Solitary-confinement survivor arrested by NYPD after friend filmed police

© Reuters
A man named Five Omar Mualimm-ak, who remained in solitary confinement for five years, was arrested by New York police after a book-launch event where he spoke. He was detained for protesting the arrest of a fellow activist after he had filmed the police.

Mualimm-ak spoke at a launch event on Tuesday night for the book Hell Is a Very Small Place: Voices from Solitary Confinement, for which he was a contributor. He was released from prison in 2012 after spending 12 years behind bars, five of them in solitary confinement, for illegal weapons possession. He went on to found the Incarcerated Nation Corporation, which assists former prisoners.

Following the event, held at the Open Society Foundations in on West 57th Street in Manhattan, Mualimm-ak and fellow activist Joseph "Jazz" Hayden were leaving the building and found New York Police Department officers harassing a homeless man. Hayden filmed he encounter and was eventually arrested, SolitaryWatch.com reported, citing eyewitnesses. Mualimm-ak protested Hayden's arrest, getting himself arrested in the process.

Mualimm-ak and Hayden were taken to the Midtown North Precinct. Five people who attended the book event followed them there, only to be arrested themselves. They were charged with "refusal to disperse" and released, SolitaryWatch.com reported.

The two men were charged with obstruction of government administration and are expected to be arraigned on Wednesday afternoon in New York County Criminal Court.

Mualimm-ak has written that he garnered more than 2,000 days in solitary confinement for racking up "tickets" for minor infractions like refusing to eat an apple at lunch or for pulling his arm away from a rough medical orderly, for which he earned a write-up for "refusing medical attention."

"The very essence of life, I came to learn during those seemingly endless days, is human contact, and the affirmation of existence that comes with it. Losing that contact, you lose your sense of identity. You become nothing," he wrote for the Guardian in 2013.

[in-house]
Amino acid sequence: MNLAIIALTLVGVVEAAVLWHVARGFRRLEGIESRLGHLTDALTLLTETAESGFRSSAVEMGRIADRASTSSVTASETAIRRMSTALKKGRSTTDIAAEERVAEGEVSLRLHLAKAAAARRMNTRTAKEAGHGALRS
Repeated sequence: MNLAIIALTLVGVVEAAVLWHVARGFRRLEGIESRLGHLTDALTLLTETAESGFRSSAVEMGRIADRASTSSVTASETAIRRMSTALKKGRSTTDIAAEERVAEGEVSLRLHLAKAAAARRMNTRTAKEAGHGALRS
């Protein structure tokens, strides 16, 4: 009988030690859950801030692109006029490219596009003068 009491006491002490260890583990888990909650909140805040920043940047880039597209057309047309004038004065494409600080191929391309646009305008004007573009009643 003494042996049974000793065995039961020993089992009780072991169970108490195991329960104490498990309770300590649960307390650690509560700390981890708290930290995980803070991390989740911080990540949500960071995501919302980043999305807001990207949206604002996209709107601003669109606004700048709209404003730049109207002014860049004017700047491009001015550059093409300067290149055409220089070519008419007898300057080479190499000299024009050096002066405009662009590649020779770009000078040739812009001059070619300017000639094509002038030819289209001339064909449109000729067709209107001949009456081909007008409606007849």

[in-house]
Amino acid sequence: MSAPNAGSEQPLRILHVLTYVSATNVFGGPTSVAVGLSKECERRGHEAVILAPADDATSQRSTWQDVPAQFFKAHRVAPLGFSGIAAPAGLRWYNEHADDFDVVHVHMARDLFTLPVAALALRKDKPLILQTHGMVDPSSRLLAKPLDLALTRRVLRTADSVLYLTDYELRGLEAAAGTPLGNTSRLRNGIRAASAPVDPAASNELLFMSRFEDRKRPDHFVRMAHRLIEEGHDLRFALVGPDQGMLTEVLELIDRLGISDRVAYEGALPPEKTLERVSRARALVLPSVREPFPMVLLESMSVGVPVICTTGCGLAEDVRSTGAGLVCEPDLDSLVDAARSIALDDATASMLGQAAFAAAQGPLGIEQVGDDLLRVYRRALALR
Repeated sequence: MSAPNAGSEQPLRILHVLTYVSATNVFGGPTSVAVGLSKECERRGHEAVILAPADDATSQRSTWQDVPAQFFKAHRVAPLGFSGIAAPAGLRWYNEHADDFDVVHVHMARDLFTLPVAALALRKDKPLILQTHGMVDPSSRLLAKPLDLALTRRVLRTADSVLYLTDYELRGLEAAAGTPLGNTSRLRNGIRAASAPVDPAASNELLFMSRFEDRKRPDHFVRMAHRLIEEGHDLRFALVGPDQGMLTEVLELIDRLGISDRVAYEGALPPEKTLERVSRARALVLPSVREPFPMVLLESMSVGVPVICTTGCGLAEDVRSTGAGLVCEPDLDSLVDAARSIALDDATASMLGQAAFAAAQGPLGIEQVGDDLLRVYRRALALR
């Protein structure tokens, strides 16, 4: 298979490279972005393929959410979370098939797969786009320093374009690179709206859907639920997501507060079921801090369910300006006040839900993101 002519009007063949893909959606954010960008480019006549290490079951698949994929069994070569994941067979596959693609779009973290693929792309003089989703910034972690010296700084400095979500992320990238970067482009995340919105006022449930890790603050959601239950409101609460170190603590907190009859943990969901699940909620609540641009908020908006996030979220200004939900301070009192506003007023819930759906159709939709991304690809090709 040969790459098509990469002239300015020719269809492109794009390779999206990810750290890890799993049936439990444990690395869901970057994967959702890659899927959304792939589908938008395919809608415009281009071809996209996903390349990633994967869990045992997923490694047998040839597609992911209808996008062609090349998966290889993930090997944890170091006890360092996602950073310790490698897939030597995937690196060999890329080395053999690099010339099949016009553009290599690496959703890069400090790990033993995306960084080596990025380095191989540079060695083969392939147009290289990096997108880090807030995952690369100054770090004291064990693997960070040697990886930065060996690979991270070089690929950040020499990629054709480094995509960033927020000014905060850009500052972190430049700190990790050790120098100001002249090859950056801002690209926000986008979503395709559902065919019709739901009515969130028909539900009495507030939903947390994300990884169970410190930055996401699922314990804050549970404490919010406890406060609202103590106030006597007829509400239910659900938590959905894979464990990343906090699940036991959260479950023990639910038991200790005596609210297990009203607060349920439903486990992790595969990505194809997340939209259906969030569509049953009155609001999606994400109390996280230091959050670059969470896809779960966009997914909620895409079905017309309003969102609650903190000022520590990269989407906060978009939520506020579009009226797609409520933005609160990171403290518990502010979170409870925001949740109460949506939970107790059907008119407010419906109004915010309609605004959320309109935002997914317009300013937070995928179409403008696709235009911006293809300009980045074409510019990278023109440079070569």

"Everyone knows that prison is supposed to take away your freedom. But solitary doesn't just confine your body; it kills your soul."

Human Rights Watch recently issued a report excoriating the US prison system for the estimated 100,000 prisoners in state and federal facilities who are kept in solitary confinement. The group said isolation policies often track closely with an inmate's income level.

In January, President Barack Obama banned solitary confinement for juvenile inmates, and promised more time outside for older prisoners kept in isolation. Solitary confinement “has been linked to depression, alienation, withdrawal, a reduced ability to interact with others and the potential for violent behavior,” Obama wrote in a Washington Post Op-Ed.

Last year, the president asked the Department of Justice to review the “the overuse of solitary confinement across American prisons.” As a result of an “extensive study,” the DOJ concluded that “this practice should be used rarely, applied fairly, and subjected to reasonable constraints.”

In September, a class-action lawsuit in California pushed the state to end indefinite solitary confinement of thousands of inmates. In December, New York, home to the notorious Rikers Island prison, agreed to overhaul the use of solitary confinement, calling it a “massive culture change.”